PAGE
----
From the International Lead Zinc Study Group (http://www.ilzsg.org/static/enduses.aspx?from=2)

Some of the specific uses of zinc in industry are summarised below.

Construction

Builders depend on the structural strength and corrosion resistance of zinc-coated (galvanized) steel. Products include structural framing, railings, garage doors, roofing, pre-painted exterior wall panels and zinc-protected fastening devices, such as screws, nails and brackets. In your yard, such everyday functional and recreational items as garbage cans, swing sets, fences and gates, garden tools, patio furniture, storage sheds, cutters and swimming pools all contain zinc, the one metal that assures maximum rust protection.

Transportation

Zinc castings, which have excellent dimensional stability, are used in everything from automobiles and electronic components to children’s toys. Zinc components can be large, such as truck axle tubes or so small that they are barely visible and weigh only a fraction of an ounce. Today’s automobiles contain about 40 pounds of zinc, primarily in the zinc coating on galvanized steel body panels. The delicate instrument panels in today’s jet airliners are fabricated from zinc. And today’s ship builders use zinc anodes to protect the steel hulls of ships against the highly corrosive effects of salt water.

Household Products

Your refrigerator, dishwasher, washing machine and clothes dryer are just a few of the labor-saving devices in your home that contain a host of zinc die-cast components. Zinc sulfide enables your TV picture tube to display blue and green. Zinc is alloyed with copper to form brass, which increases the strength and castability, and imparts an appealing golden color.

Did you know – Since 1982 U.S. minted "copper" pennies are comprised of 97.6% zinc with just a 2.4% copper coating.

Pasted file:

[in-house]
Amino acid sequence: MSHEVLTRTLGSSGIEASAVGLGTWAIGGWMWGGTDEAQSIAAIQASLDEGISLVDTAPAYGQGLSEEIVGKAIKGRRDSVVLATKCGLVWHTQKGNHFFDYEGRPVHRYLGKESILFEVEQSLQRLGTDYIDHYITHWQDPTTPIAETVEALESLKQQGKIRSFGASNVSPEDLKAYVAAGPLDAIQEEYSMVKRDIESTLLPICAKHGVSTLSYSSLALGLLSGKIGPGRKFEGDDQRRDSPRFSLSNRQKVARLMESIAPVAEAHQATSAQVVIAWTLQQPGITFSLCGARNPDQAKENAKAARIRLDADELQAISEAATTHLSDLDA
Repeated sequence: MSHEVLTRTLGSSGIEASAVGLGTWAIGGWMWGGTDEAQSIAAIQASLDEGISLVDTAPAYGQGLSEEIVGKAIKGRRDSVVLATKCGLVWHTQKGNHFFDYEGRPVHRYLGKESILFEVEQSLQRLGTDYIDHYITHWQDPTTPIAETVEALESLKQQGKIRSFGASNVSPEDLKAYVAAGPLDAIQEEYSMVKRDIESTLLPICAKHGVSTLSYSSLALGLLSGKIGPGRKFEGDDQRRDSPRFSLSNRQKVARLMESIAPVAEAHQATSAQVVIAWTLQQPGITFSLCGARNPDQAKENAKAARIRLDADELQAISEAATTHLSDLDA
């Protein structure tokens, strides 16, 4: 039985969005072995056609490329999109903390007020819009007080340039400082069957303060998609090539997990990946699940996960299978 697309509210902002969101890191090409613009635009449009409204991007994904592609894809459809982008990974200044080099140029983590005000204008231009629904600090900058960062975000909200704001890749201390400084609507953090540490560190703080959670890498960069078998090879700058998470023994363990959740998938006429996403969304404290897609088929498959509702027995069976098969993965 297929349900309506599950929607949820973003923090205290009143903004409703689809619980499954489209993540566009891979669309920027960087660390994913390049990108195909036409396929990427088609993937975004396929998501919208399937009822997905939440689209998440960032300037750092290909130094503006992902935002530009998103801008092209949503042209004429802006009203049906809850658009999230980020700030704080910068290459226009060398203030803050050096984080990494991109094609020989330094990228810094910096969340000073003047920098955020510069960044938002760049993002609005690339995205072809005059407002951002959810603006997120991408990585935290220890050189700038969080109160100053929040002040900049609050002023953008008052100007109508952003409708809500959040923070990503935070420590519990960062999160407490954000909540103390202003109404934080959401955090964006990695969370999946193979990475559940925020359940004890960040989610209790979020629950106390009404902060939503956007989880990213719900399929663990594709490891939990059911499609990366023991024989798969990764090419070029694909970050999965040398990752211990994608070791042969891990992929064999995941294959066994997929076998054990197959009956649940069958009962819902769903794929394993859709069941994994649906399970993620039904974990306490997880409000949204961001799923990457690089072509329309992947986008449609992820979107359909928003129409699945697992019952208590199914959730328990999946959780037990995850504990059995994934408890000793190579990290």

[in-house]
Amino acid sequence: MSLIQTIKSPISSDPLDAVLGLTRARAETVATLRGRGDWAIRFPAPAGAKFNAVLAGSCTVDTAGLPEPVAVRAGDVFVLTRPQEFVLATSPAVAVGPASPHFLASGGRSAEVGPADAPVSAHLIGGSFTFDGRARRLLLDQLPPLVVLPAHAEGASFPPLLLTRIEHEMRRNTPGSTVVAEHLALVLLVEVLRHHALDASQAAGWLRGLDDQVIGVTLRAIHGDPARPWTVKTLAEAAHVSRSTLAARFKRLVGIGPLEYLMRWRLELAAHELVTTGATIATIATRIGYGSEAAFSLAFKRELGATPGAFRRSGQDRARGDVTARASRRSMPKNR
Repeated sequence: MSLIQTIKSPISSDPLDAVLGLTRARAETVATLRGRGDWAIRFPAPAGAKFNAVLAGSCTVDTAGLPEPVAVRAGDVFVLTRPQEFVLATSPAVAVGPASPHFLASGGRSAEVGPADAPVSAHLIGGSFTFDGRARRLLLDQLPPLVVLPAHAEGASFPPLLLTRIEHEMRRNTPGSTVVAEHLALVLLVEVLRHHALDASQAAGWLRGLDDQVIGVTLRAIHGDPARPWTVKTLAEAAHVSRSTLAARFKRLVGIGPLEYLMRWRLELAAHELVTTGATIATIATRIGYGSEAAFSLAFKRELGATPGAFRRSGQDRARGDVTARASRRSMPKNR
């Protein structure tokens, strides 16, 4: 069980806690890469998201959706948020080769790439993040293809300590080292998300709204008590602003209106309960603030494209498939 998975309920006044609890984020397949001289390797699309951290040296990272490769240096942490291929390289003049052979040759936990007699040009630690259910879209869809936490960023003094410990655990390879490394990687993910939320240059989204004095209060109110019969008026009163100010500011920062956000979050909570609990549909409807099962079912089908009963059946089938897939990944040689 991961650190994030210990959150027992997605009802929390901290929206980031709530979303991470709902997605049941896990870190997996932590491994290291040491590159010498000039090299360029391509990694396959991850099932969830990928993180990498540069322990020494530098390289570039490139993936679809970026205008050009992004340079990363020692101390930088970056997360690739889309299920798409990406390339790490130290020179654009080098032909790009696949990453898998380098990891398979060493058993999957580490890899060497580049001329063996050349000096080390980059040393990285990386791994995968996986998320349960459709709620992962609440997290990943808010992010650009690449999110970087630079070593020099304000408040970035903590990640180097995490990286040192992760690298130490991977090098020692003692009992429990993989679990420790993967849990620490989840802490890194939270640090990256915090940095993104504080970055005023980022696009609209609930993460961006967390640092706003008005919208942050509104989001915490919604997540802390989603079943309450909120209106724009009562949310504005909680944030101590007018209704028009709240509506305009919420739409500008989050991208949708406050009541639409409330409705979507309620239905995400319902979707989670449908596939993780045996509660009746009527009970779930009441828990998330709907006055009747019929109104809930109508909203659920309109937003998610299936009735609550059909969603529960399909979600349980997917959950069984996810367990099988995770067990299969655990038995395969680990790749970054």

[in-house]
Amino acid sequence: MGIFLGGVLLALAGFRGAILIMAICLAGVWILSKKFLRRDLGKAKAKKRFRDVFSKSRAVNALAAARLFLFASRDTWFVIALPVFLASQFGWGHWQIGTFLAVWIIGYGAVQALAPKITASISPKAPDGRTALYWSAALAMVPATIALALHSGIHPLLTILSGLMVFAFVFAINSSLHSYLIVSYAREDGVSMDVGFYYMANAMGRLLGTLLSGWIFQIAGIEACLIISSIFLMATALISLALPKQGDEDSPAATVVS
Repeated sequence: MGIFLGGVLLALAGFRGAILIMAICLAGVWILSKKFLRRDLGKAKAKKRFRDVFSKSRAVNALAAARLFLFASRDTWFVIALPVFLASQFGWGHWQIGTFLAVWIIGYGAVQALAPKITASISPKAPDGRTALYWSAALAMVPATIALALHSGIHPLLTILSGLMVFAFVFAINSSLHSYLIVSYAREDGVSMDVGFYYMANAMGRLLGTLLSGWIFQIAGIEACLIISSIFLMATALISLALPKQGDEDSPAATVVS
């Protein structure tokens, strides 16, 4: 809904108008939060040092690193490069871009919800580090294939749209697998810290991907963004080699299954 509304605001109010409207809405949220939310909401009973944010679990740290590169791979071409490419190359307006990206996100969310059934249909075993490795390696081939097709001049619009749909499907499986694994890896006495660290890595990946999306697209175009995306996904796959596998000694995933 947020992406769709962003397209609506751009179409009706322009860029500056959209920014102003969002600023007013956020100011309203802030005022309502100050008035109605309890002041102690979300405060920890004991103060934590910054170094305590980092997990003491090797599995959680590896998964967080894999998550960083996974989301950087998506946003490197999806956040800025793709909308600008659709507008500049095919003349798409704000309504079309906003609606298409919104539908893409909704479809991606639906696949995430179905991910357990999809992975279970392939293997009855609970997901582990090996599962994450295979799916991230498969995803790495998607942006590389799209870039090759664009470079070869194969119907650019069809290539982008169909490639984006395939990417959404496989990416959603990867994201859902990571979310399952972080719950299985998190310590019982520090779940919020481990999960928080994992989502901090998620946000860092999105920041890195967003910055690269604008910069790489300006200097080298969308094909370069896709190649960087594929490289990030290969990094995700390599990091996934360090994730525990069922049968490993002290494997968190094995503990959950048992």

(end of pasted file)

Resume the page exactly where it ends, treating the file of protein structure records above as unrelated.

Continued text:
Recycling

Zinc is unique in that the metal can be recycled indefinitely without suffering from any degradation of its physical and or chemical properties. Globally approximately 70% of the annual consumption of zinc is obtained from mining activities while 30% is reclaimed, recycled and reused. The reclamation rate of available zinc is high at 80%.

Did you know – In 1996, an estimated 355,000 tons of zinc in waste and scrap was recovered in the form of slab zinc, brass, zinc-base alloys, dust, oxide, and other chemicals.

Health

Zinc is essential to life. Every cell requires zinc to multiply. Your body requires zinc to make white blood cells. Zinc is essential for healthy skin. It is a natural element found in every cell of your body, in the earth, in the food you eat and in products everywhere. Zinc is a vital nutrient. It stimulates growth, fights infection and heals wounds. Zinc is essential to both our physical and mental health. From healthy skin, hair and nails, to muscle, nerve and brain functions, zinc plays a key role. Teeth, bones, the healing process, and the immune and reproduction systems are all dependent on sufficient amounts of zinc in our bodies.

Zinc is vital during pregnancy. It is essential for the developing fetus where cells are rapidly dividing. A zinc deficiency is implicated in deteriorating vision that accompanies the aging process. Zinc boosts brain activity. Zinc oxide has been used for years to soothe diaper rash and relieve itching. Zinc stimulates the transport of Vitamin A from the liver to the skin. Zinc gluconate lozenges taken at the first sign of a cold reduces duration and symptom severity by 42%. Insufficient zinc has been linked to anorexia, which responds well to zinc replacement treatment. Zinc abnormalities also often exist in mood disorder patients.

Did you know - The best source of zinc is lean red meats and seafoods, especially oysters.

References

www.zinc.org
www.ilzsg.org
www.galvanizeit.org
www.mindat.org